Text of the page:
The issue that ignited Luther’s anger and fueled his reforming spirit seems to have been the selling of indulgences, documents in which the Pope at that time guaranteed remission of sins and entrance into heaven for all who made a financial contribution toward the construction of St. Peter’s Church in Rome.  One seller of indulgences at the time went so far as to promise that “even if a man had raped the Virgin Mary he could still go straight to heaven if he purchased” an indulgence.1  All Hallow’s Eve (what we call Halloween, the day before All Saints Day) was a day of significance in the selling of indulgences; hence the day Luther chose to formally post his complaints, having decided it was time for someone to step forward to address the many wrongs he saw in the Church of his day.  His 95 Theses listed points that he hoped would lead to discussion and change in the Church’s beliefs and practices.  Or as biographer Roland H. Bainton puts it, “He was merely inviting scholars to dispute and dignitaries to define.”2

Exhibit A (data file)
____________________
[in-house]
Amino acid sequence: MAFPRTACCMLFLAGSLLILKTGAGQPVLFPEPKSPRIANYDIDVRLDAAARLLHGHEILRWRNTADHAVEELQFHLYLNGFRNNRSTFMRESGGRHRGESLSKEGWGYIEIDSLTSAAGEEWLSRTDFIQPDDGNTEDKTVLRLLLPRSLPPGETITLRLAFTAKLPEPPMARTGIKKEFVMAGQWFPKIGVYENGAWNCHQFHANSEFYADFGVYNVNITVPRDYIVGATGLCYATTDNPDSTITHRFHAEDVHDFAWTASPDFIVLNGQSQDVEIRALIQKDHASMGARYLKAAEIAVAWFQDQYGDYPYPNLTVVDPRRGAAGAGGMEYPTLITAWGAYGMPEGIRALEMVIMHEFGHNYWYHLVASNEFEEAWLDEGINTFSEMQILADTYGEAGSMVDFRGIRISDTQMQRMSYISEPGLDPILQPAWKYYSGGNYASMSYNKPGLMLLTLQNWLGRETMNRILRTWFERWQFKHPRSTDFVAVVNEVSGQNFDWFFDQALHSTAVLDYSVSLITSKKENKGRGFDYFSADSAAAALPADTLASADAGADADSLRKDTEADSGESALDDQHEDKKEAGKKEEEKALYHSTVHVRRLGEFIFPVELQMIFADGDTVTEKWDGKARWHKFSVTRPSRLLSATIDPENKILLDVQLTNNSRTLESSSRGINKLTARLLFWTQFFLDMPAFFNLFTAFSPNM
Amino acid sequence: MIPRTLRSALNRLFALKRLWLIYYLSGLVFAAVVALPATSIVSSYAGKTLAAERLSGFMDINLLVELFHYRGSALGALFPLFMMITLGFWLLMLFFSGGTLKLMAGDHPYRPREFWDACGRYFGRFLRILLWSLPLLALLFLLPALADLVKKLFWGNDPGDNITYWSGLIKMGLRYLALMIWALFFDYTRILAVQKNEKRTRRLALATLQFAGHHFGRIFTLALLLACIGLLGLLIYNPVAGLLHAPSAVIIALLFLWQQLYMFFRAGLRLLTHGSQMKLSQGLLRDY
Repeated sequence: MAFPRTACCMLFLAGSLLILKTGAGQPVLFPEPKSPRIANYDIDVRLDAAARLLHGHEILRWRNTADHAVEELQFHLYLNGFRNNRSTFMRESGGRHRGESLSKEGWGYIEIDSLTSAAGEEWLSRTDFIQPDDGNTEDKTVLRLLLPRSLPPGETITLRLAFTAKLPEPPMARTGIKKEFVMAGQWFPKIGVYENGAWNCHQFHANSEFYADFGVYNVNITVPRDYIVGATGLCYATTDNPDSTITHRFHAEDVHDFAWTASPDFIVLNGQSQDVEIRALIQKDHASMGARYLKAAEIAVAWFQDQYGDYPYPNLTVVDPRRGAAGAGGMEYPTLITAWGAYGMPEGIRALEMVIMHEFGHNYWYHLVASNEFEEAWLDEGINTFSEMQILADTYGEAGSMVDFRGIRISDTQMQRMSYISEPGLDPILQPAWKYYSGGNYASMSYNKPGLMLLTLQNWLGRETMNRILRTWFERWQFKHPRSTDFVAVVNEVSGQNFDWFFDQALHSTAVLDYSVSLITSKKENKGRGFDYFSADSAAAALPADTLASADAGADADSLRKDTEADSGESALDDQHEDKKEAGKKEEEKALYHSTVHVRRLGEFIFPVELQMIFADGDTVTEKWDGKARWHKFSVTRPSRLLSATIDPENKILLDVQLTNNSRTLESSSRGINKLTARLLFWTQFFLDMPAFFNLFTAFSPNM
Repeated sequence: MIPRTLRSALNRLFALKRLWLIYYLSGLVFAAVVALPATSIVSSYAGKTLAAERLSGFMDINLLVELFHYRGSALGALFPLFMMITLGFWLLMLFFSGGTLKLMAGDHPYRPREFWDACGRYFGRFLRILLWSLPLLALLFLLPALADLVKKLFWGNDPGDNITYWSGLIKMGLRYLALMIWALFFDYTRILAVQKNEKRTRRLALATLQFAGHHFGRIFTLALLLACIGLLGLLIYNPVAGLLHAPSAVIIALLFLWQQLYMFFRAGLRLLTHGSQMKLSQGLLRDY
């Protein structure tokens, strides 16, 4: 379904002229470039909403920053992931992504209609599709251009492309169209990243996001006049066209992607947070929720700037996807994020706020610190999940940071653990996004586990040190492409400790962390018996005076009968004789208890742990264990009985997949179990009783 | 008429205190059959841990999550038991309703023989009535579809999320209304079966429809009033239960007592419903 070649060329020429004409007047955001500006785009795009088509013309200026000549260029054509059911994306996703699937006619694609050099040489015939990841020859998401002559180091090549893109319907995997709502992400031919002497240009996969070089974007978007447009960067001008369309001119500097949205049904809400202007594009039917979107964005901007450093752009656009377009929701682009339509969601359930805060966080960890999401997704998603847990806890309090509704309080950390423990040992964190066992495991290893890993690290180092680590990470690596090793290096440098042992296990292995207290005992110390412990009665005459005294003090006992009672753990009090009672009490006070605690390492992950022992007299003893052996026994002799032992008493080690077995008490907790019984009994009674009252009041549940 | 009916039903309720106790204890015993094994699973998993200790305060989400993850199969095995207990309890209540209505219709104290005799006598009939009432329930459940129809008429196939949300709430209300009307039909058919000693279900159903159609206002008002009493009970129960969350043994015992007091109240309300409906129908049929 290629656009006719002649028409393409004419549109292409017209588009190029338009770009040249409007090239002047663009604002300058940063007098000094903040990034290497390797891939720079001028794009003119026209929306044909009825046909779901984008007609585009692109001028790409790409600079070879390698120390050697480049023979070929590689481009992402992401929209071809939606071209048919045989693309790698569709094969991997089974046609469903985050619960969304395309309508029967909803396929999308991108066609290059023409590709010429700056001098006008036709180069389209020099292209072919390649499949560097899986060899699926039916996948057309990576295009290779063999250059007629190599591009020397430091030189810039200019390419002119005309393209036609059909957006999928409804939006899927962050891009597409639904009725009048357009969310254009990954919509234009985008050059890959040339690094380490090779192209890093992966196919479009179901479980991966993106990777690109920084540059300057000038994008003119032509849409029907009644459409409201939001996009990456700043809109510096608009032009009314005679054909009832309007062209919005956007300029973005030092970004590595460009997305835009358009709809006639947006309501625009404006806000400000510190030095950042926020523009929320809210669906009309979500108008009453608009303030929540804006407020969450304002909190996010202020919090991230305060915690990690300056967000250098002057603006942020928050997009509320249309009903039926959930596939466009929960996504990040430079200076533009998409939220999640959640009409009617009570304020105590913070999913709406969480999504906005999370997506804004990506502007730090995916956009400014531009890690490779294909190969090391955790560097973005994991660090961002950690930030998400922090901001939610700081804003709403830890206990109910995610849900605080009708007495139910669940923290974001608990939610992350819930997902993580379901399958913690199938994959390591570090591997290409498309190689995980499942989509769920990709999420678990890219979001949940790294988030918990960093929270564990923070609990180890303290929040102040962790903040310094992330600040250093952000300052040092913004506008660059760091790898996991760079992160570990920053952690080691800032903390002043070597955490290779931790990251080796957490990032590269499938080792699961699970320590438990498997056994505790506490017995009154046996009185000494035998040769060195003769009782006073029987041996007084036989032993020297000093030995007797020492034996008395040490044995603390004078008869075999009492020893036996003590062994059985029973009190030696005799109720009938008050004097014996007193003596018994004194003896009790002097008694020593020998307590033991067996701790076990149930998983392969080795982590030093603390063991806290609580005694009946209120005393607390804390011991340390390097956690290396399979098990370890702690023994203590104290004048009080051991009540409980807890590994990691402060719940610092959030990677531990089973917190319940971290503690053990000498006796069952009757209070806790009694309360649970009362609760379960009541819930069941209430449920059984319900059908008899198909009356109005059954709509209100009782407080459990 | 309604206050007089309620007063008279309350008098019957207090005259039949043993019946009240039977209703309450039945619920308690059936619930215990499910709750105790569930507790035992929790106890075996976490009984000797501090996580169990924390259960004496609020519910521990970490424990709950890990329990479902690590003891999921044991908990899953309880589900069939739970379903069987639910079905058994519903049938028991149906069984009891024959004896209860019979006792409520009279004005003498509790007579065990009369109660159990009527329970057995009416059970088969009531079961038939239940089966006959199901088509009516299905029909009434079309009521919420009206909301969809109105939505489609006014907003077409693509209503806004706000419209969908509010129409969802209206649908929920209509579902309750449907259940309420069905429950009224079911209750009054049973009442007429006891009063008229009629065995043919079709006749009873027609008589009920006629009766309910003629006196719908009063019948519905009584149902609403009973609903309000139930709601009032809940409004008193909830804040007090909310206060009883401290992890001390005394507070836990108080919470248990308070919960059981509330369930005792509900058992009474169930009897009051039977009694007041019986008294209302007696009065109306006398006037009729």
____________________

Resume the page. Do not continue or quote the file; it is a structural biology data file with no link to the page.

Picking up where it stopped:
Luther’s efforts were advanced by the invention of the printing press only a few decades earlier, and he used the new technology to his advantage.  It has been written that Luther alone “was responsible for one fifth of all works printed in Germany between 1500 and 1530.”“In short order they [the 95 Theses] became the talk of Germany.”2  I am of the opinion that had Martin Luther been living today, he would have been pastor of one of today’s contemporary mega-churches, because of his questioning traditional beliefs and practices, his use of cutting-edge technology, and his innovative approaches.